Deming’s thinking lives beyond Lean Manufacturing; it’s exemplified by Good to Great, Lean Thinking and The Machine that Changed the World -I love that book. It’s even led to books in our industry such as Birnbaum’s Global Guide to Winning the Great Garment War. By the way, I thought I’d hate that book because I thought it was a how-to manual for push manufacturers but it wasn’t that. Birnbaum’s book will do more to convince you to manufacture domestically than not. I think it’s a great book. And if one of you buy it, can you please scan the 100+ steps insert and send it to me? I lost mine. Or it got lost for me more likely.

Anyway, that’s the lesson for today’s blog. Think about things bigger than yourself and read more. We need to define our problems first and I don’t think we have. Expanding the parameters of our discussion in unpopular ways can lead to breakthroughs. And lastly, you can be good people, produce better products and still be more profitable rather than less.

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  1. Carol says:

    Utterly fascinating. It’s gratifying to have concrete justification that decent wages and working conditions don’t have to be buttressed by stupid tariffs to keep manufacturing safe here at home.

  2. Susan McElroy says:

    It’s funny, I think I found your book by looking up Birnbaum’s book, and I don’t remember what linked them. Yes, I have the steps sheet and I’ll try to scan it today. This book was fascinating–I read it while sitting with my dad in his last weeks–and I would tell him “you know, I don’t know why, but somehow this book makes me encouraged about the return of manufacturing clothes in the US”. But not knowing the industry, I figured that what was encouraging me was seeing this massive tangle of international shipments going back and forth across continents, mountains of paperwork, lobbyists, contractors, politicians, mills, etc. I kept wondering how much that cheap Chinese shirt REALLY cost in terms of environmental pollution, returns, waste, etc. One thing that struck me especially–he would describe moving mountains and searching the world to find the cheapest and best supplier of a particular specified grade, color, type (pardon my not knowing the terminology) because it was specified that way, and it struck me that locally, the end consumer (which I don’t think he mentions much) might actually not care; they might actually pay a few bucks more for a slightly different fabric type or color run or whatever if they knew it meant less long-run harm to the environment or keeping local jobs. Also a local manufacturer might know more about local climate and lifestyle, especially if they had close contact with their market. Is this naive?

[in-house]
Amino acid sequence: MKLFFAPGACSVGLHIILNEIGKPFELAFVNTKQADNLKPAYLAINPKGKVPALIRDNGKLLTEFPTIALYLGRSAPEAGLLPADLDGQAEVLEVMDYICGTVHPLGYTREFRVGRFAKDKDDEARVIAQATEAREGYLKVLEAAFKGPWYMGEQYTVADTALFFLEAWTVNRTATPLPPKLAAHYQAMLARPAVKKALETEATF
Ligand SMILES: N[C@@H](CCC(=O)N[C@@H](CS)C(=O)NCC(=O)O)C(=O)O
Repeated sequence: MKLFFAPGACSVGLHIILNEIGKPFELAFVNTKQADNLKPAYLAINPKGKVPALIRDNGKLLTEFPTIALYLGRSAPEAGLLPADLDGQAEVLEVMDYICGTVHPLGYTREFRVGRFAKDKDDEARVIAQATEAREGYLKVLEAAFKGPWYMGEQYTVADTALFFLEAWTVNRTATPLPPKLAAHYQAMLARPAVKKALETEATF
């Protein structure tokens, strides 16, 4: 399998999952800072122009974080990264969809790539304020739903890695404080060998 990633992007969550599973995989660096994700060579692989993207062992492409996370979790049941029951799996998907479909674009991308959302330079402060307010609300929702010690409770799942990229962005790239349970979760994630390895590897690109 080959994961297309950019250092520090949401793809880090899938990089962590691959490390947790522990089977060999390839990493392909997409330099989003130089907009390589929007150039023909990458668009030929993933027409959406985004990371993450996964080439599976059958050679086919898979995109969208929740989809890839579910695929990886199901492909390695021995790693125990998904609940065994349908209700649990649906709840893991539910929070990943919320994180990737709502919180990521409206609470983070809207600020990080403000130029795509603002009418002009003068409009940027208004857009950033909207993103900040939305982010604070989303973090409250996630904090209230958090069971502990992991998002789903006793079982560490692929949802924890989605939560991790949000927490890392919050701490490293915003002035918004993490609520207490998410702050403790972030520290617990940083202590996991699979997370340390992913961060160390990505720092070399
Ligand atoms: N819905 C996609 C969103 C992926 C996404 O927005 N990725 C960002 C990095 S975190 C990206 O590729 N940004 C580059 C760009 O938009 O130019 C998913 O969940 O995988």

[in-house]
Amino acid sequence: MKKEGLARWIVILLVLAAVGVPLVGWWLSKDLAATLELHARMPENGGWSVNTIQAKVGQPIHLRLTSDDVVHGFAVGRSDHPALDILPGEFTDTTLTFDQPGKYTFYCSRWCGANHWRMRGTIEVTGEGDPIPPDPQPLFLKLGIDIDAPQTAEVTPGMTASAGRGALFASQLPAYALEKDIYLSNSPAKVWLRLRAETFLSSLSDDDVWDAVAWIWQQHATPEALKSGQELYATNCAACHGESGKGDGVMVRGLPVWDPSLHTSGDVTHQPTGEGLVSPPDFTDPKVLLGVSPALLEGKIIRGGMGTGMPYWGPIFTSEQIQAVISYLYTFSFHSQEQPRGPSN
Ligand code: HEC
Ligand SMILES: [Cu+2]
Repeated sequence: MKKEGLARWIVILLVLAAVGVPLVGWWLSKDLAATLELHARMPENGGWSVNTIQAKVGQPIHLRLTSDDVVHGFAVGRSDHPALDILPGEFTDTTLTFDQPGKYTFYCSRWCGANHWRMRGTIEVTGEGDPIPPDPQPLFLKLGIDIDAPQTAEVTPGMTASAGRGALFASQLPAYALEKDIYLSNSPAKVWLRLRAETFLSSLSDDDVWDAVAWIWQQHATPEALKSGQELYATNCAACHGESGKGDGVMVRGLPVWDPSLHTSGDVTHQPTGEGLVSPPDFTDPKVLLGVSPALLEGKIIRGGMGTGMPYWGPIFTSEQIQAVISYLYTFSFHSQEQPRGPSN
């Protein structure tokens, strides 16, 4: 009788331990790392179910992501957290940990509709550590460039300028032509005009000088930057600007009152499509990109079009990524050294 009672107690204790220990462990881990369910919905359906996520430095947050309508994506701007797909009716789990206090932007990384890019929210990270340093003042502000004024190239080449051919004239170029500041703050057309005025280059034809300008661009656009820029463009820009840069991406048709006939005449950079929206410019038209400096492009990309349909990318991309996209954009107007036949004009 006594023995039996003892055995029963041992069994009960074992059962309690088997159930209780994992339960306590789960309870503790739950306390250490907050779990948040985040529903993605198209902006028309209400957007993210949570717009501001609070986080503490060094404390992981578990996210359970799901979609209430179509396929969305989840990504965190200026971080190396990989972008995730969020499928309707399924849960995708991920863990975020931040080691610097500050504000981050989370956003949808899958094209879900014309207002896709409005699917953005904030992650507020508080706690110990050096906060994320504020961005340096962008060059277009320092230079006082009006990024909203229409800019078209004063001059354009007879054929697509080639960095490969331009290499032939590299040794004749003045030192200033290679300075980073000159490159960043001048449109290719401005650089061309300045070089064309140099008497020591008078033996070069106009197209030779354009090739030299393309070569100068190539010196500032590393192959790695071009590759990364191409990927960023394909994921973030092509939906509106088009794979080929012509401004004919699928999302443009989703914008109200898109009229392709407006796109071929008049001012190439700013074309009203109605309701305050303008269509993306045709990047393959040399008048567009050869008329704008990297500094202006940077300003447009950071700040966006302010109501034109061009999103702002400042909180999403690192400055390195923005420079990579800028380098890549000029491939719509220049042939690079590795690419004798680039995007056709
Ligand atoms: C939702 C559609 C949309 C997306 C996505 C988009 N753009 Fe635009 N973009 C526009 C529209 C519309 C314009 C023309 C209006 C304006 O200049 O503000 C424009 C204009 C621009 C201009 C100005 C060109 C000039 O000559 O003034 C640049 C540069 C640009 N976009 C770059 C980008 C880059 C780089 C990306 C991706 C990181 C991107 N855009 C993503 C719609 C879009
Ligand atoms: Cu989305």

3. Susan McElroy says:

    Two other books that have affected me greatly in this line are _The End of Office Politics as Usual_ which sounds like a touchy-feely book but in my opinion should be treated more as an organizational optimization study, and _The Divine Right of Capital_ which explains to me why we’re doing so much manufacturing overseas in the first place.

  4. Grace says:

    Thanks for this post. I was just chatting with two colleagues yesterday about failure analyses.

    It appears that in both her case and mine, the scientific/engineering consensus was reached in about 40% of the study time. The rest of the time was spent discussing how to best package our findings and recommendations so that people do not reflexively shut out our comments and recommendations. We need people to act on them.

    Finger pointing and shouting are not going to get all of us where we need to go. In any field of endeavor.

    I would also like to add the importance of reading literature just for its own sake. Sometimes, fiction gets at the essence of life better than nonfiction.

  5. Laura says:

    I’m bookmarking the Project Management Resource Center. I’m so glad to see you wrote about Deming. The company I last worked for was trying to implement many of Toyota’s ideas, but the resistance from middle-management was huge. They constantly undercut Lean Manufacturing principles and every time a problem in manufacturing arose, they would revert to their old habits of dealing with it. Workers were very pleased to have input into making processes run better, but invariably, some supervisor would put the kibosh on their ideas.